In another spot, bears are climbing over a vehicle stopped along a roadway and nearby, police have a motorist stopped and the SWAT team is out in full force.
Reimer Express Line and Coca Cola trucks are all making their deliveries.
“It’s mostly been from memories, all compressed of course. I’ve actually had people come up from New York to see it. A lady came with her son from New Hampshire and he didn’t want to leave. Everyone who sees it is thrilled.”
“It’s a hobby. It’s a relaxing thing to putter about and now that it’s 99 per cent finished I want to share it.”
Those wishing to visit the Ontario Northland Museum located in Sheldon’s home at 28 Blake Crescent in Morrisburg, are invited to call 613-543-2445 or e-mail email@example.com. It will be open, by appointment only, on Saturday afternoons.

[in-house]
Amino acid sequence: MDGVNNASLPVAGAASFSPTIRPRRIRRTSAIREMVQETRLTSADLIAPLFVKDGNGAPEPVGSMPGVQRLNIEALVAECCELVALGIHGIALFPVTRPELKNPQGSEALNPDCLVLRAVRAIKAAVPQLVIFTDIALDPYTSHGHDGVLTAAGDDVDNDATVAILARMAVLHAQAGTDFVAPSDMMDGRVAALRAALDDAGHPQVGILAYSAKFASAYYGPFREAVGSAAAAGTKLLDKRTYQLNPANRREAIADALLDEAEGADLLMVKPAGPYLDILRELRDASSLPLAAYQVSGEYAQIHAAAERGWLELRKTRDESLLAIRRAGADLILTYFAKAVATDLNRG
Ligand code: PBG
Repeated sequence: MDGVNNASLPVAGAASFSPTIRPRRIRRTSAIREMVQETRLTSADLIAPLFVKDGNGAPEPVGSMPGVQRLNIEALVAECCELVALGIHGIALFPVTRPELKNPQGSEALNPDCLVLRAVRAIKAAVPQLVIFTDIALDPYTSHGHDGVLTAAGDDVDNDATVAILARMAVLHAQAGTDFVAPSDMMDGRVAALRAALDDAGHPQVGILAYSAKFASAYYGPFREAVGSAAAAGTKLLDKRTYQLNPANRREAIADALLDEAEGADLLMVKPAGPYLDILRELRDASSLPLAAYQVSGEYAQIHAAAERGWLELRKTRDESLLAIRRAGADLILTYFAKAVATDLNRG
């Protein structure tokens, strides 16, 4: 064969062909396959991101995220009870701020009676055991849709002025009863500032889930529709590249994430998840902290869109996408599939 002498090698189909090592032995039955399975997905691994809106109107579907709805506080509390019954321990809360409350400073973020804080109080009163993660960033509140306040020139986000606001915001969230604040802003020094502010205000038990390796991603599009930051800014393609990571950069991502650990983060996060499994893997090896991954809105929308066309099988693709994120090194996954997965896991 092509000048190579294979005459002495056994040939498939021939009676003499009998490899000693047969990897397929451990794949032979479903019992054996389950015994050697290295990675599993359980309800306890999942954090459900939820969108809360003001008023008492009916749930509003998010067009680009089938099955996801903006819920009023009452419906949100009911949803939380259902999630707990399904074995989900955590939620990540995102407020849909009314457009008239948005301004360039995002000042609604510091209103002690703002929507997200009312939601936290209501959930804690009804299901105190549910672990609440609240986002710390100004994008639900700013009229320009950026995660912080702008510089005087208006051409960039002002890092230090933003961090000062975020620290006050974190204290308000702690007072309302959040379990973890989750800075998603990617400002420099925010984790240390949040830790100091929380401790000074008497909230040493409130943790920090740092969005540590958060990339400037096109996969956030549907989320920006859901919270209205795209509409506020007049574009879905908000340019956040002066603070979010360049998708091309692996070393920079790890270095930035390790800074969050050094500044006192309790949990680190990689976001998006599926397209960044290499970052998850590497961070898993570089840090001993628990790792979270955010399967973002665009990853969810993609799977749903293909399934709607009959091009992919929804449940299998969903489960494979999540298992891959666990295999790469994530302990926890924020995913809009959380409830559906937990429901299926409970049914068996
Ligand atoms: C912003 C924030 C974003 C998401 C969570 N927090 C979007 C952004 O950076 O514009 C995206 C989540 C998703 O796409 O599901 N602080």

Following three generous donations to Meal on Wheels (headquartered in Morrisburg) on Wednesday, October 31, chair Glenn Beckstead said, “We are so appreciative of the support that has come from the community since our call for help went out.” The call for help involved the need for funding to purchase pricey insulated trays/tray liners and carry bags used in the delivery of meals. Meals on Wheels needed to replace some trays and increase the quantity to accommodates the program expansion in Iroquois which means meals are now available five days per week, up from the previous three days. Last Wednesday, Meals on Wheels received a $500 donation from Morrisburg Branch 48 of the Royal Canadian Legion (which tops up a previous $500 donation), a $1,000 donation from the Morrisburg and District Lions Club and a $400 donation from Robert Jordan Construction. Two weeks ago, the Iroquois/Matilda Lions dropped off a cheque for $1,000. Beckstead, said that in addition to the special projects (tray purchases and Iroquois expansion) the generous donations will help with the everyday expenses of purchasing containers and utensils needed by the program. “The donations will also help us to maintain the high quality of our meals which we are so proud of,” said Beckstead. In the photo top, Meals on Wheels vice chair Joyce Millard (centre left) and cook Ruth Doesburg accept the Legion donation from past president Maurice Praine (left) and Legion Poppy Chair Tom Fisher. Bottom, Millard is joined by cook Brenda Bradley to accept the donations from Morrisburg and District Lion Susan Hubert and Robert Jordan.